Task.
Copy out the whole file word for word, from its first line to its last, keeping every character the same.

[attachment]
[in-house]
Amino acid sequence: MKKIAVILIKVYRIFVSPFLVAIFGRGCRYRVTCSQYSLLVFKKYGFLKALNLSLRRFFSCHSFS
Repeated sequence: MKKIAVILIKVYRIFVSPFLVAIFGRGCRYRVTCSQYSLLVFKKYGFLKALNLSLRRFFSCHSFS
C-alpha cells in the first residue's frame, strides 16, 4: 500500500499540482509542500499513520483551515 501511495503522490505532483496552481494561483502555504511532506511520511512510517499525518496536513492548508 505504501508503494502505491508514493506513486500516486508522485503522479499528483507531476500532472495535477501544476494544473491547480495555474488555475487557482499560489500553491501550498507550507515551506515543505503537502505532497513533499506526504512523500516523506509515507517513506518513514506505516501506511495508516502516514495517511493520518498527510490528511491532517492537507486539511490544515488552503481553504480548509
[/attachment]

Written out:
[in-house]
Amino acid sequence: MKKIAVILIKVYRIFVSPFLVAIFGRGCRYRVTCSQYSLLVFKKYGFLKALNLSLRRFFSCHSFS
Repeated sequence: MKKIAVILIKVYRIFVSPFLVAIFGRGCRYRVTCSQYSLLVFKKYGFLKALNLSLRRFFSCHSFS
C-alpha cells in the first residue's frame, strides 16, 4: 500500500499540482509542500499513520483551515 501511495503522490505532483496552481494561483502555504511532506511520511512510517499525518496536513492548508 505504501508503494502505491508514493506513486500516486508522485503522479499528483507531476500532472495535477501544476494544473491547480495555474488555475487557482499560489500553491501550498507550507515551506515543505503537502505532497513533499506526504512523500516523506509515507517513506518513514506505516501506511495508516502516514495517511493520518498527510490528511491532517492537507486539511490544515488552503481553504480548509